Oracle’s ddl_lock_timeout in Version

Oracle provides a way to clone a new database home from an existing installation and, for the most part, it works well. On x86_64, however, it appears that the cloning process can miss something that creates unexpected errors when attempting to set init parameters. Let’s go through the process to see what is involved and provide a possible solution to the issue.

The most likely reason to clone an existing home is to patch it to the latest CPU so the original home can be preserved should the patch cause problems. Taking that as an example let’s clone an imaginary home for patching. The database will be named PLONK (as a reminder that this is not an actual database) and the original database home will be /u01/zapp/oracle/product/12.2.0/plonk. The April 2018 CPU will be applied so the cloned home will be /u01/app/oracle/product/12.2.0/plonk_apr2018, to make it obvious that it contains software patched with the April 2018 CPU.

The destination directory is created, and the original database home files are copied to an archive — pax, tar, cpio, gzip can all be used to create this archive. Into the new directory the archive is unpacked; the software will be there, but it won’t really be functional until the Oracle-supplied clone process is executed. To make it easier to manage, the clone process can be saved as a script (possibly named

$ORACLE_HOME/perl/bin/perl $ORACLE_HOME/clone/bin/ ORACLE_BASE="/u01/app/oracle/" ORACLE_HOME="/u01/app/oracle/product/12.2.0/plonk_apr2018" 
OSDBA_GROUP=dba OSOPER_GROUP=oper -defaultHomeName

For readability the command has been split into two lines; it must be a single line in the script or it won’t execute.

The environment must be set to ‘point’ to the home being cloned, then the script can be executed. Prodigious output is generated that won’t be provided here; the ‘problems’ begin after the home is cloned and the script has been run. Once cloned utilities like sqlplus will perform generally as expected until it becomes desirable or necessary to set a dynamic init parameter, like ddl_lock_timeout, when an unexpected ORA-00068 error is thrown, even when the parameter value is within the accepted range:

SQL> alter session set ddl_lock_timeout = 5;
ORA-00068: invalid value "" for parameter ddl_lock_timeout, must be
between 0 and 1000000

The clue appears to be in the value reported by Oracle; something in the linking step of the cloning process apparently failed. What that may be is not clear and Oracle Support has no document providing any explanation other than an upgrade process was not completed. Fortunately, this home will be patched in the next step, which requires the most recent release of OPatch (patch number p6880880) which simply needs to be unzipped into the cloned home. Using the current OPatch the cloned home is processed:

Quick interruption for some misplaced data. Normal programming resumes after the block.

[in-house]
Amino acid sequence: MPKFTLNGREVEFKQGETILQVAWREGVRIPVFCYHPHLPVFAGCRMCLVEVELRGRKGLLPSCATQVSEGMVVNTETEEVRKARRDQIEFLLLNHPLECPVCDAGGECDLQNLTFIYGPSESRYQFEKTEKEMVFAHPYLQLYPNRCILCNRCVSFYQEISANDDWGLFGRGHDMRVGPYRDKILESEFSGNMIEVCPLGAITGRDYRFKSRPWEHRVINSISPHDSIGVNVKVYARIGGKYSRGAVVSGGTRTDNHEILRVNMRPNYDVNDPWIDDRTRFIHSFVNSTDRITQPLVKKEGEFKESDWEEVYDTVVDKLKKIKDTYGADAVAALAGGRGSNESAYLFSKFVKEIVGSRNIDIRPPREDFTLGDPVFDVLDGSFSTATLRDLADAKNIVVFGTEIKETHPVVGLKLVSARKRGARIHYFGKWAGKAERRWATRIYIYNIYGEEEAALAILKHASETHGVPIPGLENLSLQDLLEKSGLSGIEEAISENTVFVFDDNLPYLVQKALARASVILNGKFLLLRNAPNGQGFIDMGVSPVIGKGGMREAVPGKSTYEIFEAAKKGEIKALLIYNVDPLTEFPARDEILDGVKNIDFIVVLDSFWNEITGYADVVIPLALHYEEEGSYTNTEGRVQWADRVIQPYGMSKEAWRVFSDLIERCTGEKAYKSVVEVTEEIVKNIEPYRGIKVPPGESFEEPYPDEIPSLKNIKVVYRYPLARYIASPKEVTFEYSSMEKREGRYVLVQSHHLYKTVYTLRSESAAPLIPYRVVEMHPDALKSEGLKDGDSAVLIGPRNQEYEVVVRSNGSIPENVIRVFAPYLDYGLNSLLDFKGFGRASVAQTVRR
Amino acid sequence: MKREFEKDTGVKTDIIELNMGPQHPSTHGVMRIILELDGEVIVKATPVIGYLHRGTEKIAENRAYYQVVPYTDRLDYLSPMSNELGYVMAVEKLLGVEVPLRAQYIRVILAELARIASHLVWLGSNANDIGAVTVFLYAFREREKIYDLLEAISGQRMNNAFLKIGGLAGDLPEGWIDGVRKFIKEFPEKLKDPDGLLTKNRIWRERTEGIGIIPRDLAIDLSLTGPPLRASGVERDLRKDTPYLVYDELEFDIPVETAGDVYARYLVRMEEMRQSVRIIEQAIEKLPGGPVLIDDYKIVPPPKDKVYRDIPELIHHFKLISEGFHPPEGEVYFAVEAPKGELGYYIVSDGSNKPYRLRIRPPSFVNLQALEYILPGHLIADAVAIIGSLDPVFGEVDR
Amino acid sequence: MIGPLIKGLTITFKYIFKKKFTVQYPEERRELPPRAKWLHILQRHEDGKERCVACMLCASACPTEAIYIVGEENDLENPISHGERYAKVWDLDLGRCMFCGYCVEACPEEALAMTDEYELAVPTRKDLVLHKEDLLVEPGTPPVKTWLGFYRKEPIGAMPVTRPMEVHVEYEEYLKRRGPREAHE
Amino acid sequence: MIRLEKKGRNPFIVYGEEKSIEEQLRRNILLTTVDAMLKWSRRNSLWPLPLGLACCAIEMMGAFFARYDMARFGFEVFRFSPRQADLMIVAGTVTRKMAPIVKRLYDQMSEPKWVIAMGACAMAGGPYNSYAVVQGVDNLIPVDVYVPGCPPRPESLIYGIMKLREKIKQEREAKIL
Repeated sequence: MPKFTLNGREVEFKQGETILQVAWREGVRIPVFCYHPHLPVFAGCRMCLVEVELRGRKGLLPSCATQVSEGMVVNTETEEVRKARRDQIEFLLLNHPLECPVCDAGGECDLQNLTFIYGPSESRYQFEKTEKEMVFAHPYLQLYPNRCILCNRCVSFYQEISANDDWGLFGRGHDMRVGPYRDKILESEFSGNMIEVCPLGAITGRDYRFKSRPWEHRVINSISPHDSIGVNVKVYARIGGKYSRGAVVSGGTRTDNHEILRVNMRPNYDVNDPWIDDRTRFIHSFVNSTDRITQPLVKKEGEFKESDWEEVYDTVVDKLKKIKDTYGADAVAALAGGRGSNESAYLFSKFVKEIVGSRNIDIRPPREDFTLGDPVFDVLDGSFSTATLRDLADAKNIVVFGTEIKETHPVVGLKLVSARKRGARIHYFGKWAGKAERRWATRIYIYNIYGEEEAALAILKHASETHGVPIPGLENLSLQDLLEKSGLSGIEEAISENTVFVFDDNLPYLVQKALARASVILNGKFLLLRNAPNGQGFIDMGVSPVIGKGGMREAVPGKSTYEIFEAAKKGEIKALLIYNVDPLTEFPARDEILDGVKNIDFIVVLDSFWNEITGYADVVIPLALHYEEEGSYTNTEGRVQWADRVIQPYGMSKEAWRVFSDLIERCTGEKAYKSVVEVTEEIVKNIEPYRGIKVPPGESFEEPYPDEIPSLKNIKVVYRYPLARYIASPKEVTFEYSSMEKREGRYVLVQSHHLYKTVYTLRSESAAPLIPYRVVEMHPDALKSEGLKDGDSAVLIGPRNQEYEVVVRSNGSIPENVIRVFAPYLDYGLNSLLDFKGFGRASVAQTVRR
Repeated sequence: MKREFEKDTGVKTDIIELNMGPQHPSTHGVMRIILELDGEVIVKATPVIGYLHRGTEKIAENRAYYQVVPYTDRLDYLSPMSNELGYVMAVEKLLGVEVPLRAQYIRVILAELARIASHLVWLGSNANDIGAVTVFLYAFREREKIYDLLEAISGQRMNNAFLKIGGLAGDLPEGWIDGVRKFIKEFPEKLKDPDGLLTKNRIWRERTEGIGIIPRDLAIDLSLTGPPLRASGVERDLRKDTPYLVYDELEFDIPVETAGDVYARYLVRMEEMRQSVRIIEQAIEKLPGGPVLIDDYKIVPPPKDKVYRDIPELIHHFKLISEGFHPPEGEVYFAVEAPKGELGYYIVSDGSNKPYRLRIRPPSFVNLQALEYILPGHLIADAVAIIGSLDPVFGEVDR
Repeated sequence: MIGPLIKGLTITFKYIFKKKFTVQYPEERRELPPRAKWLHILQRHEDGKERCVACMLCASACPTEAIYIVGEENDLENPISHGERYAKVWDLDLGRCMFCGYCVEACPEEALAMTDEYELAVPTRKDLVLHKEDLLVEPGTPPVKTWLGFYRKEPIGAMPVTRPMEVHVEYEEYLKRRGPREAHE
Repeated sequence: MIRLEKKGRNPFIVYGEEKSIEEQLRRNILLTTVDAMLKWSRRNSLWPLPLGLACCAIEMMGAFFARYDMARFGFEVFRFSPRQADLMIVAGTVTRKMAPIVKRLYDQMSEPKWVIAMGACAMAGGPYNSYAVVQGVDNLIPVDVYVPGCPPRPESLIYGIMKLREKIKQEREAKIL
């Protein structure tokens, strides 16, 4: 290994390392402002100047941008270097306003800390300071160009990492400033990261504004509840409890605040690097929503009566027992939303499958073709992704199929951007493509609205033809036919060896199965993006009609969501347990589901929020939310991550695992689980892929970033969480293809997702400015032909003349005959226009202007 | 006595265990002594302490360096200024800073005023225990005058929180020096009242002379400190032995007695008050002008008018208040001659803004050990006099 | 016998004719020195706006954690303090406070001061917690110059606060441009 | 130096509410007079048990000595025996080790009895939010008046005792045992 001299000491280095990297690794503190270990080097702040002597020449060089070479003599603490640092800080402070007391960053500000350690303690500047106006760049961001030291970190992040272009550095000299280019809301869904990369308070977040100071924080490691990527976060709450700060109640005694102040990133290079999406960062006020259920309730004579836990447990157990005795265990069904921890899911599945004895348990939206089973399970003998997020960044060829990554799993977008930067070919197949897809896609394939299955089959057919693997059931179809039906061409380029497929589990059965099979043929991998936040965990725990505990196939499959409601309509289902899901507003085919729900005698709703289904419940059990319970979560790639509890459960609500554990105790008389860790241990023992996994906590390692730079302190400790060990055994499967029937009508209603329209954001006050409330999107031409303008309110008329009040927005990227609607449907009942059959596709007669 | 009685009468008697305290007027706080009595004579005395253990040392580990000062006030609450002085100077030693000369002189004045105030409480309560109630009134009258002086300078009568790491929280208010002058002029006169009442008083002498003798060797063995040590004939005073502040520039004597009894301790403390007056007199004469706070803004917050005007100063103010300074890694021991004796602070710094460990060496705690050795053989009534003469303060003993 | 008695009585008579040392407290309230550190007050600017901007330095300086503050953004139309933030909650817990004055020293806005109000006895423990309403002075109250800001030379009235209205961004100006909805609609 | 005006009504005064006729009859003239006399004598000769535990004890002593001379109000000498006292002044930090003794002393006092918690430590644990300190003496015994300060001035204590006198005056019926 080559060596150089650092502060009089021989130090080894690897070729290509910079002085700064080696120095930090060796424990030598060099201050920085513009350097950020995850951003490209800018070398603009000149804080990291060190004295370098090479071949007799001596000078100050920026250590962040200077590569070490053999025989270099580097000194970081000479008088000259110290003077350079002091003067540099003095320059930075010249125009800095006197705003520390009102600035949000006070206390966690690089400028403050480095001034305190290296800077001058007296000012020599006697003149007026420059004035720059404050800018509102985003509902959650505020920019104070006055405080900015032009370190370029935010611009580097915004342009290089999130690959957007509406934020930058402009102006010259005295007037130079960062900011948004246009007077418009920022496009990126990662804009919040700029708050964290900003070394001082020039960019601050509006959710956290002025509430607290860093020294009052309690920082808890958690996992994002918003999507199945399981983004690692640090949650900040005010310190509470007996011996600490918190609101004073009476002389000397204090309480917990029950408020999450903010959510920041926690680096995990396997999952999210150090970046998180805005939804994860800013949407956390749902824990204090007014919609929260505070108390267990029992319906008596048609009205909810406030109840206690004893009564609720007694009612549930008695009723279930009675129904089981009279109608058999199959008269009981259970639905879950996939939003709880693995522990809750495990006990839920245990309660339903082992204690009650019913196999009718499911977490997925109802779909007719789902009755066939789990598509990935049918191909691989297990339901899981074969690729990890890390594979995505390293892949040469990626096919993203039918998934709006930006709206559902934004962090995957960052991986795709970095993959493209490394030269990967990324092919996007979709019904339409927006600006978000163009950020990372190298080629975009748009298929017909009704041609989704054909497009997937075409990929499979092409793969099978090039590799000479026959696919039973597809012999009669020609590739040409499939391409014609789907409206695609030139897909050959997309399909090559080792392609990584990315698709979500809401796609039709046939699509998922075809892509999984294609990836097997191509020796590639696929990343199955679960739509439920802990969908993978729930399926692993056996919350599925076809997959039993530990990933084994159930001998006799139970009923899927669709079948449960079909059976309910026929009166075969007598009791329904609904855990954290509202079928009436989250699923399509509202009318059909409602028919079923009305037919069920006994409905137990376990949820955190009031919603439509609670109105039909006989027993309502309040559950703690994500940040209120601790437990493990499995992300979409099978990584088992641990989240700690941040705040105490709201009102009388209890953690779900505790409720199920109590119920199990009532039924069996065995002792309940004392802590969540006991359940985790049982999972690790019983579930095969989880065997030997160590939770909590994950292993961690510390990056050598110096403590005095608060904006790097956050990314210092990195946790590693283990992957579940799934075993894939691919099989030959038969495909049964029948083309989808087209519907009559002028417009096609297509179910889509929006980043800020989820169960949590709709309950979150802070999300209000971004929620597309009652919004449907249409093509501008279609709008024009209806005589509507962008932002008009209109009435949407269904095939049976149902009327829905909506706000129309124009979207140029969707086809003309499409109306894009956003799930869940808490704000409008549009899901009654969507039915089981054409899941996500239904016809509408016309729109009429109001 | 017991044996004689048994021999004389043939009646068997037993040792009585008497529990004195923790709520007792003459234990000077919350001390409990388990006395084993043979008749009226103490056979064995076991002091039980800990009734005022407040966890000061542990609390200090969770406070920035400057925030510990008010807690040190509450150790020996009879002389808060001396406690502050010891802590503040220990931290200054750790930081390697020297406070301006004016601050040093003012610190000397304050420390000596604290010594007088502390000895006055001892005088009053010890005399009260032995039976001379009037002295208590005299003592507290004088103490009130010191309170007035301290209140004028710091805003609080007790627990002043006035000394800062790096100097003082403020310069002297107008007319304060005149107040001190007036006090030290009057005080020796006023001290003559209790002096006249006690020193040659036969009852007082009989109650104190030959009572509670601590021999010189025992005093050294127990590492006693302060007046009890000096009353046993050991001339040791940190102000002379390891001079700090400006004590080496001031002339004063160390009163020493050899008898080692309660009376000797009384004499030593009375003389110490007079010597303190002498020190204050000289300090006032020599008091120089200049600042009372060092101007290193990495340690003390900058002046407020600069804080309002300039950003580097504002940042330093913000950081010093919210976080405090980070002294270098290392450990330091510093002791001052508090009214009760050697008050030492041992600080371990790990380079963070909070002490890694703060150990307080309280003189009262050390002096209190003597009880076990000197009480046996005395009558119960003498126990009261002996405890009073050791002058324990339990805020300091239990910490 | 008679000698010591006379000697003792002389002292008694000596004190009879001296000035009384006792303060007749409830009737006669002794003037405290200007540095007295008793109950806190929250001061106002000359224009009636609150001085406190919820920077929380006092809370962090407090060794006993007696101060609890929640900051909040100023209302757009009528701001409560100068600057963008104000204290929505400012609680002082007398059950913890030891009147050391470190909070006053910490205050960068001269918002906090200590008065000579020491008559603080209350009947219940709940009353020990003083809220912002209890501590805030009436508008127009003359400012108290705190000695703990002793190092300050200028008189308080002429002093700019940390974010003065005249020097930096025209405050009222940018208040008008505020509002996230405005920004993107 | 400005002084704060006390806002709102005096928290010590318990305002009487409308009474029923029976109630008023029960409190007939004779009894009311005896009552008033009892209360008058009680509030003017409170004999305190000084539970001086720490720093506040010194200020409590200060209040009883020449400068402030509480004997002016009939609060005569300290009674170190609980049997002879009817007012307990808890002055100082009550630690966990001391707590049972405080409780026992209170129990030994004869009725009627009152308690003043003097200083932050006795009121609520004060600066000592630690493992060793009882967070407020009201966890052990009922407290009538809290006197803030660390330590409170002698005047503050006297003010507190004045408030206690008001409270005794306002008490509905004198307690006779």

$ cd 
$ $ORACLE_HOME/OPatch/opatch apply

As if by magic the ORA-00068 errors disappear. In reality the patch process applies software updates amd re-links the software in a manner different than the Perl script used to clone the home, which executes the setup command in $ORACLE_HOME/oui/bin. It isn’t clear WHAT is different between the two processes, but no errors are thrown after patching is completed.

It’s truly an oddity; Oracle supplied tools and utilities are expected to work and produce usable results. In this case something was missed in the overall cloning process and for those cloning an existing ORACLE_HOME for another database (which isn’t necessary but isn’t wrong) because they are running Oracle on an Oracle VM built from a template and have no software distribution to use, this could be a major problem.

Take care when using this cloning process as things may not be as they seem on the surface. Many bug fixes have gone into the Perl script Oracle provides yet it appears there is at least one that hasn’t been addressed (possibly because it hasn’t been reported). This has been reported to Oracle support so hopefully an answer is forthcoming. In the interim if a home is cloned it should be patched to apply the latest security patches and to avoid the ORA-00068 surprises.

See all articles by David Fitzjarrell

David Fitzjarrell
David Fitzjarrell
David Fitzjarrell has more than 20 years of administration experience with various releases of the Oracle DBMS. He has installed the Oracle software on many platforms, including UNIX, Windows and Linux, and monitored and tuned performance in those environments. He is knowledgeable in the traditional tools for performance tuning – the Oracle Wait Interface, Statspack, event 10046 and 10053 traces, tkprof, explain plan and autotrace – and has used these to great advantage at the U.S. Postal Service, American Airlines/SABRE, ConocoPhilips and SiriusXM Radio, among others, to increase throughput and improve the quality of the production system. He has also set up scripts to regularly monitor available space and set thresholds to notify DBAs of impending space shortages before they affect the production environment. These scripts generate data which can also used to trend database growth over time, aiding in capacity planning. He has used RMAN, Streams, RAC and Data Guard in Oracle installations to ensure full recoverability and failover capabilities as well as high availability, and has configured a 'cascading' set of DR databases using the primary DR databases as the source, managing the archivelog transfers manually and montoring, through scripts, the health of these secondary DR databases. He has also used ASM, ASMM and ASSM to improve performance and manage storage and shared memory.

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